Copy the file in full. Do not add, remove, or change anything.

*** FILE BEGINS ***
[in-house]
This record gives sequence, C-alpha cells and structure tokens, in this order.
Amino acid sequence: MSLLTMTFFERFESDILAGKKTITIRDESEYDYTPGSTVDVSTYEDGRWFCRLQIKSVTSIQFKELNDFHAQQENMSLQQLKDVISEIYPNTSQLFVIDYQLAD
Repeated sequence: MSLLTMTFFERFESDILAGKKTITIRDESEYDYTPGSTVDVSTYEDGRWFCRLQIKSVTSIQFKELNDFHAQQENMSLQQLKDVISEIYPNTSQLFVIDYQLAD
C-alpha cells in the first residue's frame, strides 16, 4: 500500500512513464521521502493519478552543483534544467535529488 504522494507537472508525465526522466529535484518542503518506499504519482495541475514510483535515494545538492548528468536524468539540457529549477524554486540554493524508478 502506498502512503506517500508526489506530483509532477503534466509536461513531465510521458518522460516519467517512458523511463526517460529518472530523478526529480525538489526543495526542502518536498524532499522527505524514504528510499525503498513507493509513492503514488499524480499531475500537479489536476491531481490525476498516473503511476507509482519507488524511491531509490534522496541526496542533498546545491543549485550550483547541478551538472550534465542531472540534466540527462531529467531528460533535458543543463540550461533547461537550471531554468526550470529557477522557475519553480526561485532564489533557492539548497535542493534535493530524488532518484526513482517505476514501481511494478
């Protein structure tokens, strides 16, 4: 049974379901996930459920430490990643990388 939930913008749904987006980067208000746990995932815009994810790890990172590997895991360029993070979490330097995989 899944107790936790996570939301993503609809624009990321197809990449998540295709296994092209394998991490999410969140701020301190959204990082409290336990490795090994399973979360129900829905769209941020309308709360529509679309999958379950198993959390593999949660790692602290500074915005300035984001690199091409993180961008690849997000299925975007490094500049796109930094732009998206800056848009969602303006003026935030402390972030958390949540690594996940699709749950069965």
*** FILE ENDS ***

[in-house]
This record gives sequence, C-alpha cells and structure tokens, in this order.
Amino acid sequence: MSLLTMTFFERFESDILAGKKTITIRDESEYDYTPGSTVDVSTYEDGRWFCRLQIKSVTSIQFKELNDFHAQQENMSLQQLKDVISEIYPNTSQLFVIDYQLAD
Repeated sequence: MSLLTMTFFERFESDILAGKKTITIRDESEYDYTPGSTVDVSTYEDGRWFCRLQIKSVTSIQFKELNDFHAQQENMSLQQLKDVISEIYPNTSQLFVIDYQLAD
C-alpha cells in the first residue's frame, strides 16, 4: 500500500512513464521521502493519478552543483534544467535529488 504522494507537472508525465526522466529535484518542503518506499504519482495541475514510483535515494545538492548528468536524468539540457529549477524554486540554493524508478 502506498502512503506517500508526489506530483509532477503534466509536461513531465510521458518522460516519467517512458523511463526517460529518472530523478526529480525538489526543495526542502518536498524532499522527505524514504528510499525503498513507493509513492503514488499524480499531475500537479489536476491531481490525476498516473503511476507509482519507488524511491531509490534522496541526496542533498546545491543549485550550483547541478551538472550534465542531472540534466540527462531529467531528460533535458543543463540550461533547461537550471531554468526550470529557477522557475519553480526561485532564489533557492539548497535542493534535493530524488532518484526513482517505476514501481511494478
């Protein structure tokens, strides 16, 4: 049974379901996930459920430490990643990388 939930913008749904987006980067208000746990995932815009994810790890990172590997895991360029993070979490330097995989 899944107790936790996570939301993503609809624009990321197809990449998540295709296994092209394998991490999410969140701020301190959204990082409290336990490795090994399973979360129900829905769209941020309308709360529509679309999958379950198993959390593999949660790692602290500074915005300035984001690199091409993180961008690849997000299925975007490094500049796109930094732009998206800056848009969602303006003026935030402390972030958390949540690594996940699709749950069965």